By Alexandra Dufresne

Alexandra Dufresne, a U.S.-trained lawyer for children and refugees, is Chair of the Board of Trustees of Asylos. She directs the International NGO Law and Policy Project at ZHAW in Switzerland, where she teaches U.S. and international law.   

Lawyers for asylum seekers and refugees know that good news is hard to find. For policy-makers and members of the public, the challenges in the asylum systems of Western democracies often seem overwhelming. And asylum-seekers and refugees are all too painfully aware of the cruelty of an often unjust, irrational and unpredictable system. 

So when a government does something well and takes a step in the direction of due process and recognition of the rule of law, it is cause for celebration. 

Recent Decisions Protecting Asylum-Seekers in the U.S.

The Biden Administration in the United States has taken a number of steps to rationalize the asylum and refugee system. The Administration still has a long way to go to protect the human rights of those who seek refuge in the United States, but it is making progress.

Earlier this week, U.S. Attorney General Merrick Garland issued two noteworthy decisions that will improve protection for those at serious risk of persecution from non-state actors. In Matter of A-B, Attorney General Garland vacated a decision by Trump’s Attorney General that had radically limited access to asylum for those fleeing private violence, such as survivors of extreme domestic violence and gang violence. In Matter of L.E.A. the Attorney General vacated a prior Trump-era decision that had limited protection based on family status, which had had the practical effect of denying protection to many families fleeing threats from gangs. Both of these decisions restore the law to where it was pre-Trump, until the new Administration writes new regulations. We do not yet know what the new regulations will say, but this reversal is an excellent first step.  

Asylos’ Work: More Relevant than Ever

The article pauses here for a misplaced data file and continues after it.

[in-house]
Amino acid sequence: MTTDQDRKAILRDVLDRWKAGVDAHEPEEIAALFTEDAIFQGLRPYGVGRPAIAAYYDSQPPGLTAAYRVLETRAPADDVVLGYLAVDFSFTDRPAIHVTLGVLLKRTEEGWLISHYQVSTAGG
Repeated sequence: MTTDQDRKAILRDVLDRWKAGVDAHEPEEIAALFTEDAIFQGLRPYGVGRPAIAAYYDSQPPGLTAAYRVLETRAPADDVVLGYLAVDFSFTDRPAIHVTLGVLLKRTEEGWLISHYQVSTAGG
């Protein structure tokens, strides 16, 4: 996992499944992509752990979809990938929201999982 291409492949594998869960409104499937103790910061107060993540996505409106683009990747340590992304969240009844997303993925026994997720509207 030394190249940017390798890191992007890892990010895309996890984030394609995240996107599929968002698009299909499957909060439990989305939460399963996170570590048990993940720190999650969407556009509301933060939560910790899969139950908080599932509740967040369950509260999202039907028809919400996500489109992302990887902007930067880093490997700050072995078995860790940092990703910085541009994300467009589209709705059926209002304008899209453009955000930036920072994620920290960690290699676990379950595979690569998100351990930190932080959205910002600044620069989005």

These decisions (re)opening the door for domestic violence and gang-related claims mean that the work of Asylos is more relevant now than ever. Why? Because now that these claims cannot be thrown out for spurious legal reasons, these cases will be “won or lost on the facts.” And the best way to prove the facts of an asylum case is through high-quality country conditions research that supports, and provides context for, the testimony of the applicant.  

Under the Biden Administration, U.S. decision-makers will likely remain reluctant to recognize claims that do not meet high evidentiary burdens, for fear of admitting “too many” applicants or incentivizing further migration. Domestic violence is pervasive in many places in the world; to meet the standards required for asylum, flawless documentary evidence of the nature, reasons for, context, and lack of domestic remedies for the abuse is often required. Similarly, gang violence is so pervasive and extreme in the Northern Triangle of Central America that only claims with excellent human rights documentation will likely be viable. 

Asylos’ country conditions reports are painstaking, thorough and precise. Our team of volunteer researchers are highly-trained, experienced and motivated. Our researchers devote several days of work to just one report because they know that a case can turn on documentation of a single detail. And we make our reports available, free of charge, to any counsel for asylum seekers who signs up for our database.

So, at Asylos, we are celebrating World Refugee Day by doing what we do best - working. If you are an attorney or NGO worker representing asylum-seekers, you can access Asylos’ database of over 500 reports and make a research request on our Resources Page.

Visit Resources Page

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